Recording a receivable is an important part in accrual accounting. It ensures the revenue is recorded in the same period as it is expected to be recognized, and it indicates that your company expects to collect cash for the product or service provided. However, there is a big difference between booking a receivable and booking cash. Without liquidity, you cannot cover employee wages, rent, purchase inventory or pay other debts. Upon booking an account receivable, incorporate the following items to manage your collections effectively and ensure you receive payment promptly.
It’s easy to manage accounts receivable with electronic tools. Accounting systems integrate modules for accounts receivable and sub-modules for specific clients. By querying a specific customer, you can determine exactly how much is outstanding, what the associated orders are and when payment is due. Utilize an automated aging schedule to identify what payments have not been received, who failed to pay on time and how old the invoices are. Plus, some systems allow you to establish automatic notifications upon the occurrence of certain conditions. For example, an email reminder can be sent to a customer if the client’s email is on file and the invoice is within five days of being due.
Maintain Customer Relationship
Customers are more likely to pay on time if you have created a strong relationship with them. Loyal customers don’t want credit terms revoked, and individuals happy with your service don’t want to be prevented from shopping at your location. These customers are likely to be seen frequently and place multiple orders in the same period. There are opportune moments to notify them of outstanding bills. Be understanding of difficult situations, and be willing to work with customers that are experiencing cash flow difficulties. You are more likely to receive at least partial payment, and you can strengthen a business relationship and may receive favorable feedback and publicity from the appreciative customer.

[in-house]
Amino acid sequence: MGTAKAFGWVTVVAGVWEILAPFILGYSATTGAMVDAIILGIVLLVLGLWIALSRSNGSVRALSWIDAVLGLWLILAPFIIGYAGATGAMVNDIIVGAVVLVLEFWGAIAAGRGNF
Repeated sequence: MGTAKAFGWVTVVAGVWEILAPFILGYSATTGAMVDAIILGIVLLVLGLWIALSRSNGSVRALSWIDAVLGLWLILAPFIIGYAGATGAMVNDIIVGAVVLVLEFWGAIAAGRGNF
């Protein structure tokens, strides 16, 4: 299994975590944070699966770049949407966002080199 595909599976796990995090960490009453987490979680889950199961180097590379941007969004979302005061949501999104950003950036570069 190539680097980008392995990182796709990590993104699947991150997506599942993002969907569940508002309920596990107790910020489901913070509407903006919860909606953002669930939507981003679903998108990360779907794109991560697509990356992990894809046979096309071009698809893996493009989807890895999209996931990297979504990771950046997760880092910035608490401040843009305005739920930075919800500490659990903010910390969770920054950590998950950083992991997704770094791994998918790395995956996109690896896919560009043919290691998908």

Offer Convenient Payment Methods
Managing cash flow starts when you make sure it is easy for your customers to pay your invoices. Offer convenient ways to pay. Customers may not carry sufficient cash on hand to cover the invoice. Accepting credit card payments, electronic funds transfers, wire transfers or other electronic payment systems provide your customers with plenty of ways to get money to you. These methods post cash faster than check payments and are less susceptible to internal control failures than cash payments.
Address Payment Terms
Make sure your customers know when invoices are due. Clarify abbreviated terms; not all customers may understand what “COS” means. Clearly communicate whether net 30 terms start from the invoice date or receipt of invoice date. Be consistent with the application of terms; customers may expect a former due date and not realize your terms have changed. Shorten your payment terms to speed up collections. Although this is unfavorable to customers, you receive more cash earlier if your invoices are due sooner.